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Original Research ARTICLE

Front. Microbiol., 10 February 2015 |

Proteinase PrtP impairs lactococcin LcnB activity in Lactococcus lactis BGMN1-501: new insights into bacteriocin regulation

  • 1Laboratory for Molecular Microbiology, Institute of Molecular Genetics and Genetic Engineering, University of Belgrade, Belgrade, Serbia
  • 2Chair of Biochemistry and Molecular Biology, Faculty of Biology, University of Belgrade, Belgrade, Serbia
  • 3Department for Food Microbiology, Faculty of Agriculture, University of Belgrade, Belgrade, Serbia

Proteinases and bacteriocins are of great importance to the dairy industry, but their interactions have not been studied so far. Lactococcus lactis subsp. lactis BGMN1-5 is a natural isolate from homemade semi-hard cheese which produces two bacteriocins (Lactococcin B and LsbB), as well as proteinase PrtP. A medium-dependent increase in the bacteriocin LcnB activity of L. lactis BGMN1-501, a derivate of L. lactis subsp. lactis BGMN1-5, was shown to be accompanied by a decrease in its promoter activity. A similar effect of media components on gene expression was reported for proteinase PrtP, whose gene is co-localized on the same plasmid as the lcnB gene. Thus, the PrtP-LcnB interplay was investigated. Single gene knockout mutants were constructed with disrupted prtP or lcnB genes. PrtP- mutants showed higher bacteriocin activity that had lost its growth medium dependence, which was in contrast to the original strain. When LcnB from this mutant was combined with proteinase from the LcnB- mutant in vitro, its activity was rendered to the original level, suggesting that proteinase reduces bacteriocin activity. We propose a new model of medium dependent expression of these genes with regard to the effects of their interaction in vivo.


Lactococcus lactis is the best characterized species of lactic acid bacteria (LAB) and one of the most studied and utilized Gram-positive bacteria. It is used as a starter culture for manufacturing a wide variety of fermented milk products, either as a single culture or in a mixture with other LAB. It’s most important trait is the production of lactic acid and the acidification of milk, which is used in numerous ways in the production of fermented milk products. It leads to curdling of milk and at the same time prevents the growth of undesirable bacteria. Among other prominent and well-known features of lactococci is the production of proteolytic enzymes and a diverse array of bacteriocins (Lahtinen et al., 2012).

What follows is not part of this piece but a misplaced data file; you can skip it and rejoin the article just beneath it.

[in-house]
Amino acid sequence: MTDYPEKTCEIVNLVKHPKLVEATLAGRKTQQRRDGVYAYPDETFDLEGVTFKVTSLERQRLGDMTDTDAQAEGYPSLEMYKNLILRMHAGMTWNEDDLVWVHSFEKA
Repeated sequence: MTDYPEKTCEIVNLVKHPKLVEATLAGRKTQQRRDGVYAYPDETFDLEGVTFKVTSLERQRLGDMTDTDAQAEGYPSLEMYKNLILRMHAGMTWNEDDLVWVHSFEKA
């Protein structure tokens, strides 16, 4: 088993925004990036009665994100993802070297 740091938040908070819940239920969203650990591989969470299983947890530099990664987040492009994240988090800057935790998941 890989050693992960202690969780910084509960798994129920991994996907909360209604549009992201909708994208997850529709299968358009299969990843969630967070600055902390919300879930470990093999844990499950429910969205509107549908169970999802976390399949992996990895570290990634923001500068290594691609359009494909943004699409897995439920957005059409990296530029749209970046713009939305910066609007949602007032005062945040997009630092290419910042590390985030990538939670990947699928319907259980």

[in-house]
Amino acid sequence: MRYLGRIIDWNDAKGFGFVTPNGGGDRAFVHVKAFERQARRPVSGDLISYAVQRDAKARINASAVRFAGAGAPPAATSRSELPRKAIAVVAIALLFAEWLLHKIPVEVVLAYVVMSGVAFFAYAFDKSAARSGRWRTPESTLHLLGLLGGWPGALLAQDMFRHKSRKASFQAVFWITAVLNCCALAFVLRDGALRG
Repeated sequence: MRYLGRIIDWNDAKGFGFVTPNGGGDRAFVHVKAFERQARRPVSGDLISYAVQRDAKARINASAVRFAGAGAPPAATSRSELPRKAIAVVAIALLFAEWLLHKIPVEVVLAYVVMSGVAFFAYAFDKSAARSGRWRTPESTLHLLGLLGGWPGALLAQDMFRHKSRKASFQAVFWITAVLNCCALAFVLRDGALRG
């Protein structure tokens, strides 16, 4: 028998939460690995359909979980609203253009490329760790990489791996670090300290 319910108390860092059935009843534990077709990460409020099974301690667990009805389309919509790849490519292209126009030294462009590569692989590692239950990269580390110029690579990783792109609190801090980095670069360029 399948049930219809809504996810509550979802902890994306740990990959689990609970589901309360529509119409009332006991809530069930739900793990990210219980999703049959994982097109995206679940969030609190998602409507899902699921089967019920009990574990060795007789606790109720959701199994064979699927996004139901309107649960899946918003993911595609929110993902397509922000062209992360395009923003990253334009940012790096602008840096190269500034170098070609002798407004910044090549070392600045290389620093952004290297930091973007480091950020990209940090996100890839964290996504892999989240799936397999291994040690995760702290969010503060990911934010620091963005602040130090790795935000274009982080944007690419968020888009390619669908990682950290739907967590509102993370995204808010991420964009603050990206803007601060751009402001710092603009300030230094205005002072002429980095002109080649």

Proteinases, as part of a complex proteolytic system, confer on lactococci the ability to multiply quickly in milk, which is of great importance for the dairy industry. Furthermore, proteinases are involved in the development of organoleptic properties in fermented milk products and their activity may affect consumers’ health, especially regarding the activity of peptides, which they release from milk proteins. Diverse bioactive peptides liberated by milk proteolysis have been described as having immunomodulatory, antioxidative, antihypertensive, and antimicrobial properties (Hayes et al., 2007). The occurrence and composition of bioactive peptides depend mainly on the substrate specificity of proteinases applied in food processing.

Numerous lactococci produce bacteriocins, ribosomally synthesized antimicrobial peptides, which can vary widely in structure and mode of action. This diversity has led to the division of bacteriocins into several classes with multiple subclasses (Cotter, 2014). Bacteriocins are very important for colonization and survival in niches such as milk or cheese. In such highly competitive conditions they provide an advantage over closely related species, which are generally their main targets. Nevertheless, some bacteriocins are active against a wide variety of pathogens, either Gram-positive or Gram-negative, which is why they have been widely applied in food preservation and are very important in the search for new antibiotics. Besides these bactericidal effects, bacteriocins can also serve as signaling molecules, enabling bacterial communication, and coordination through quorum sensing. In addition, this bacteriocin-driven communication can also take place between different bacterial species (Calasso et al., 2013), as well as between host immune cells and colonizing bacteria (Meijerink and Wells, 2010; van Hemert et al., 2010).